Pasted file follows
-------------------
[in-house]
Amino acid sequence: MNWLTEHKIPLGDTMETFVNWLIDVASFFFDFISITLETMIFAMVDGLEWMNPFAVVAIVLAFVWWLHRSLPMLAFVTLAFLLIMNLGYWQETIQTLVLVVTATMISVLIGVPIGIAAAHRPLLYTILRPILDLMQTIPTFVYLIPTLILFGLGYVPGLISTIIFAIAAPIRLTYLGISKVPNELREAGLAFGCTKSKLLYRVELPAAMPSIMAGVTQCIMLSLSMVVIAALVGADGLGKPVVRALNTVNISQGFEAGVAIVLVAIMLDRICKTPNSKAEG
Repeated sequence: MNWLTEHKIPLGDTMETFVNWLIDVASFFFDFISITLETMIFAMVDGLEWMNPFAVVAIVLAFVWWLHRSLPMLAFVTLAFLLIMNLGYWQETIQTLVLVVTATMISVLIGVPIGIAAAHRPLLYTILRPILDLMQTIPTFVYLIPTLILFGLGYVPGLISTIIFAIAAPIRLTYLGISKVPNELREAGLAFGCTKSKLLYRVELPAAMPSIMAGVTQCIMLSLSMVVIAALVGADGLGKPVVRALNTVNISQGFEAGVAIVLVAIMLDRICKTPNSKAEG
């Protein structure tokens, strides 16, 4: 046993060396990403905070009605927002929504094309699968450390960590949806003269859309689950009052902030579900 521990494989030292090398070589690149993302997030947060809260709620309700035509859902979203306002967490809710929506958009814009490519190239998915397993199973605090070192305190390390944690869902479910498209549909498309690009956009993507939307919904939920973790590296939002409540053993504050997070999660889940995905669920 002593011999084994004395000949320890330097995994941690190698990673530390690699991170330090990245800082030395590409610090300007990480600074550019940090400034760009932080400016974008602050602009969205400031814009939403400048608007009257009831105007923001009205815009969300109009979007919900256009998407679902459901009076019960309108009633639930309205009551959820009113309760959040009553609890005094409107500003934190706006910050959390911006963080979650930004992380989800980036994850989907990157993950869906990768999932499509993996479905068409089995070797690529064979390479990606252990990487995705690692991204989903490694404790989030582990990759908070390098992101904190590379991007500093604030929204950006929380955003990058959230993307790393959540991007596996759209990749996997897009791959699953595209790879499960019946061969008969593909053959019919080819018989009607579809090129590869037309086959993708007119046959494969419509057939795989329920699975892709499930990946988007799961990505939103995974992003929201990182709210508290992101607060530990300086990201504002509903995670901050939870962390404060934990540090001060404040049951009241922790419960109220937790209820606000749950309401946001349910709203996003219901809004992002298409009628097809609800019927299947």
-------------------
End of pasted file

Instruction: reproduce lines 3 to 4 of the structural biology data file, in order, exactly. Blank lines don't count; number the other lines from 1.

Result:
Repeated sequence: MNWLTEHKIPLGDTMETFVNWLIDVASFFFDFISITLETMIFAMVDGLEWMNPFAVVAIVLAFVWWLHRSLPMLAFVTLAFLLIMNLGYWQETIQTLVLVVTATMISVLIGVPIGIAAAHRPLLYTILRPILDLMQTIPTFVYLIPTLILFGLGYVPGLISTIIFAIAAPIRLTYLGISKVPNELREAGLAFGCTKSKLLYRVELPAAMPSIMAGVTQCIMLSLSMVVIAALVGADGLGKPVVRALNTVNISQGFEAGVAIVLVAIMLDRICKTPNSKAEG
């Protein structure tokens, strides 16, 4: 046993060396990403905070009605927002929504094309699968450390960590949806003269859309689950009052902030579900 521990494989030292090398070589690149993302997030947060809260709620309700035509859902979203306002967490809710929506958009814009490519190239998915397993199973605090070192305190390390944690869902479910498209549909498309690009956009993507939307919904939920973790590296939002409540053993504050997070999660889940995905669920 002593011999084994004395000949320890330097995994941690190698990673530390690699991170330090990245800082030395590409610090300007990480600074550019940090400034760009932080400016974008602050602009969205400031814009939403400048608007009257009831105007923001009205815009969300109009979007919900256009998407679902459901009076019960309108009633639930309205009551959820009113309760959040009553609890005094409107500003934190706006910050959390911006963080979650930004992380989800980036994850989907990157993950869906990768999932499509993996479905068409089995070797690529064979390479990606252990990487995705690692991204989903490694404790989030582990990759908070390098992101904190590379991007500093604030929204950006929380955003990058959230993307790393959540991007596996759209990749996997897009791959699953595209790879499960019946061969008969593909053959019919080819018989009607579809090129590869037309086959993708007119046959494969419509057939795989329920699975892709499930990946988007799961990505939103995974992003929201990182709210508290992101607060530990300086990201504002509903995670901050939870962390404060934990540090001060404040049951009241922790419960109220937790209820606000749950309401946001349910709203996003219901809004992002298409009628097809609800019927299947």